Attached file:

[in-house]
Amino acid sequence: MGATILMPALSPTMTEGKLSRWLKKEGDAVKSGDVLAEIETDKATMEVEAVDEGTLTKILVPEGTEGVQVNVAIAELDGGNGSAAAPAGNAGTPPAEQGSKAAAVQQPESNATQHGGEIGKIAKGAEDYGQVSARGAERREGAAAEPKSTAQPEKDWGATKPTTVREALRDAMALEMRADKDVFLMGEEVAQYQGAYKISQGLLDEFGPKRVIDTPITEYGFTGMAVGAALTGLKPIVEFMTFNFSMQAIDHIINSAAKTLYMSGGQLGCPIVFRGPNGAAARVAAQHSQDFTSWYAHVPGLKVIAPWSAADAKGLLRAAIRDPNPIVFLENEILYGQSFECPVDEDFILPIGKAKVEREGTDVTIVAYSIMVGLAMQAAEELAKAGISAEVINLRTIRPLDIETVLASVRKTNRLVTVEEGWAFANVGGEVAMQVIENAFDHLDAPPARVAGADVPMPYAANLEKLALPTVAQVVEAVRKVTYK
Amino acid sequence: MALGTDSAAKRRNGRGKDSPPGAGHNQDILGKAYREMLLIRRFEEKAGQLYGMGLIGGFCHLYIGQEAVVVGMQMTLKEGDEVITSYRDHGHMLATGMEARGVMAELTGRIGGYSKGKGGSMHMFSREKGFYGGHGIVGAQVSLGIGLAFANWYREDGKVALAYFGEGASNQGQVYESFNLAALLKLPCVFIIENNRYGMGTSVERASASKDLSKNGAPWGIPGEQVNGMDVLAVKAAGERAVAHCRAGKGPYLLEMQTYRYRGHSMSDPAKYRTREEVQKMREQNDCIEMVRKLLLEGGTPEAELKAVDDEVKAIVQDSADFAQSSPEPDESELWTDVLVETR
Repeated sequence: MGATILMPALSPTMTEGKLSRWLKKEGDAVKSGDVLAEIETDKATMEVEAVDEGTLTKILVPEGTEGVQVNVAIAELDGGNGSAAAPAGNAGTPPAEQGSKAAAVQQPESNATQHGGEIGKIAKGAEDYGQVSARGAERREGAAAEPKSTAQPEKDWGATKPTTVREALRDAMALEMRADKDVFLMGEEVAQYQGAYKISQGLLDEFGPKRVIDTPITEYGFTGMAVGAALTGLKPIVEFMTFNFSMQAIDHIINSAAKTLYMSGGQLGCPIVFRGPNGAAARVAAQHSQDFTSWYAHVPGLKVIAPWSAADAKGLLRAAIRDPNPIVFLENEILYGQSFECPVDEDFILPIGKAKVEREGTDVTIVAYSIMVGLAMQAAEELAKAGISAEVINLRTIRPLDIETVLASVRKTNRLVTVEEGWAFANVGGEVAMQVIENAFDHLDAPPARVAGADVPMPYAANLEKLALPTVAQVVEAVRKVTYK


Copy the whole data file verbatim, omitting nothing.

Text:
[in-house]
Amino acid sequence: MGATILMPALSPTMTEGKLSRWLKKEGDAVKSGDVLAEIETDKATMEVEAVDEGTLTKILVPEGTEGVQVNVAIAELDGGNGSAAAPAGNAGTPPAEQGSKAAAVQQPESNATQHGGEIGKIAKGAEDYGQVSARGAERREGAAAEPKSTAQPEKDWGATKPTTVREALRDAMALEMRADKDVFLMGEEVAQYQGAYKISQGLLDEFGPKRVIDTPITEYGFTGMAVGAALTGLKPIVEFMTFNFSMQAIDHIINSAAKTLYMSGGQLGCPIVFRGPNGAAARVAAQHSQDFTSWYAHVPGLKVIAPWSAADAKGLLRAAIRDPNPIVFLENEILYGQSFECPVDEDFILPIGKAKVEREGTDVTIVAYSIMVGLAMQAAEELAKAGISAEVINLRTIRPLDIETVLASVRKTNRLVTVEEGWAFANVGGEVAMQVIENAFDHLDAPPARVAGADVPMPYAANLEKLALPTVAQVVEAVRKVTYK
Amino acid sequence: MALGTDSAAKRRNGRGKDSPPGAGHNQDILGKAYREMLLIRRFEEKAGQLYGMGLIGGFCHLYIGQEAVVVGMQMTLKEGDEVITSYRDHGHMLATGMEARGVMAELTGRIGGYSKGKGGSMHMFSREKGFYGGHGIVGAQVSLGIGLAFANWYREDGKVALAYFGEGASNQGQVYESFNLAALLKLPCVFIIENNRYGMGTSVERASASKDLSKNGAPWGIPGEQVNGMDVLAVKAAGERAVAHCRAGKGPYLLEMQTYRYRGHSMSDPAKYRTREEVQKMREQNDCIEMVRKLLLEGGTPEAELKAVDDEVKAIVQDSADFAQSSPEPDESELWTDVLVETR
Repeated sequence: MGATILMPALSPTMTEGKLSRWLKKEGDAVKSGDVLAEIETDKATMEVEAVDEGTLTKILVPEGTEGVQVNVAIAELDGGNGSAAAPAGNAGTPPAEQGSKAAAVQQPESNATQHGGEIGKIAKGAEDYGQVSARGAERREGAAAEPKSTAQPEKDWGATKPTTVREALRDAMALEMRADKDVFLMGEEVAQYQGAYKISQGLLDEFGPKRVIDTPITEYGFTGMAVGAALTGLKPIVEFMTFNFSMQAIDHIINSAAKTLYMSGGQLGCPIVFRGPNGAAARVAAQHSQDFTSWYAHVPGLKVIAPWSAADAKGLLRAAIRDPNPIVFLENEILYGQSFECPVDEDFILPIGKAKVEREGTDVTIVAYSIMVGLAMQAAEELAKAGISAEVINLRTIRPLDIETVLASVRKTNRLVTVEEGWAFANVGGEVAMQVIENAFDHLDAPPARVAGADVPMPYAANLEKLALPTVAQVVEAVRKVTYK